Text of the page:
10. Get lost in Big Bend
With over 800,000 acres, Big Bend National Park is one of the largest national parks in the US. It’s also one of the most desolate, but that just makes it all the more beautiful... oh, and more super-easy to get lost in. Hike the well-known Chimneys and Marufo Vega Trails. Make your way over to the Santa Elena Canyon, the winding valley that separates the US and Mexico. Or try finding Cattail Falls, hidden off the Ross Maxwell Scenic Drive at the base of the Chisos Mountains. The lush desert oasis comes complete with an Instagram-baiting waterfall that can reach up to 80ft. If you really do get lost, at least the park has the darkest skies in the state, making it ideal for viewing the stars.
11. Cliff-jump into Jacob's Well
Ever seek the thrill of diving headfirst into a natural artesian spring with an extremely dangerous limestone cave below it? Well, you’re in luck, because Jacob’s Well is just that. Thanks to a charted cave system nearly 140ft deep and almost a mile long (it’s believed to be the longest underwater cave in Texas), only experienced cave divers are permitted to go down, because as we stated, this guy’s pretty hazardous. But no worries -- regular folk can still cliff-jump into a 12ft swimming hole and hang by the water.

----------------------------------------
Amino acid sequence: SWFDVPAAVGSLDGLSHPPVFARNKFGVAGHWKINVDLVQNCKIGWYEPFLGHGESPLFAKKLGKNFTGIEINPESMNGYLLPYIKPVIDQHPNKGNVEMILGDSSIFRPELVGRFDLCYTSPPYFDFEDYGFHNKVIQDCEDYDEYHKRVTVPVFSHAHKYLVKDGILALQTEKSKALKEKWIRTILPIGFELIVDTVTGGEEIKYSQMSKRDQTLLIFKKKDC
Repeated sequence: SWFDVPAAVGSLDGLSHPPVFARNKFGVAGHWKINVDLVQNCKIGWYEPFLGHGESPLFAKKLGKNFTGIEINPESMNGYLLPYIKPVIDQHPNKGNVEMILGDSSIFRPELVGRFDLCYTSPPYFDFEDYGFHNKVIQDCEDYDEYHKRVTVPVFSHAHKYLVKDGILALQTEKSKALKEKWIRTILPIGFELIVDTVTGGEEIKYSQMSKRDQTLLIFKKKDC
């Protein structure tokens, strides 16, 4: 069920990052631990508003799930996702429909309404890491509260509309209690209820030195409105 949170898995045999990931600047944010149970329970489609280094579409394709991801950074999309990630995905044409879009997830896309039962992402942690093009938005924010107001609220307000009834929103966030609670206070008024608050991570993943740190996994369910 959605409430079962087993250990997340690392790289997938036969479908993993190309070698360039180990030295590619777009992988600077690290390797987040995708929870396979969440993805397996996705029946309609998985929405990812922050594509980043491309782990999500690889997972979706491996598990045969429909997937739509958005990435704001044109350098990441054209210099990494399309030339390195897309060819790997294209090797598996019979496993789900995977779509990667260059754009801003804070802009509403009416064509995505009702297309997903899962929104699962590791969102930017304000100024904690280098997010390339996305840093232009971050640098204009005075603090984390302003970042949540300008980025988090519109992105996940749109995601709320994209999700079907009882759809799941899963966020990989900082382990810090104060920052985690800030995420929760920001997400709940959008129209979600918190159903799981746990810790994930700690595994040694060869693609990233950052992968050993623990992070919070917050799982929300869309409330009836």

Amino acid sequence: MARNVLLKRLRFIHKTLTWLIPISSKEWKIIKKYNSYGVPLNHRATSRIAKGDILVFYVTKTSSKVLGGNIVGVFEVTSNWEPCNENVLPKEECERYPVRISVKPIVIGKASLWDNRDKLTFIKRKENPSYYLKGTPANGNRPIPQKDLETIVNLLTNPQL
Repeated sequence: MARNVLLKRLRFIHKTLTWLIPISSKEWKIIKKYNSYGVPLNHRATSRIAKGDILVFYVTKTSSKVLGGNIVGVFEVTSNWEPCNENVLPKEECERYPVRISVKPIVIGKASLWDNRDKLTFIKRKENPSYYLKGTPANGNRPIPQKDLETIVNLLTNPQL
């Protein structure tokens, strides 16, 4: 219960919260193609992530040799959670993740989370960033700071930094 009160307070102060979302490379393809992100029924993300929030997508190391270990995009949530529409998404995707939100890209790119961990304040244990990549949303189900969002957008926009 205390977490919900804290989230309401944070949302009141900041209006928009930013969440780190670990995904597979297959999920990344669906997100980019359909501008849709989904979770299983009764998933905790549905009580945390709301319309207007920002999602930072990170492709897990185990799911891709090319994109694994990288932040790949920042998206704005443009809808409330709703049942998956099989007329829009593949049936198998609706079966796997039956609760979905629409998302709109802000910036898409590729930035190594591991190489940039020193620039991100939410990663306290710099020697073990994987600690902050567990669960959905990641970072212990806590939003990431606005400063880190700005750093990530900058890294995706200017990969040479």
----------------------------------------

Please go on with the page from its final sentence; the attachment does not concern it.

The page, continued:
12. Embrace Texas’ Czech roots
Eat ALL the kolaches. Czech immigrants began arriving in Texas through the port of Galveston during the mid- to late 19th century, and they brought their sweetened dough, fruit, cheese, poppyseed, and sausage-filled pastries with them. Now you can find them all over Central Texas, from Houston to Rowena, but we suggest starting with Weikel's in La Grange, Hruska’s in Ellinger, and Czech Stop in West.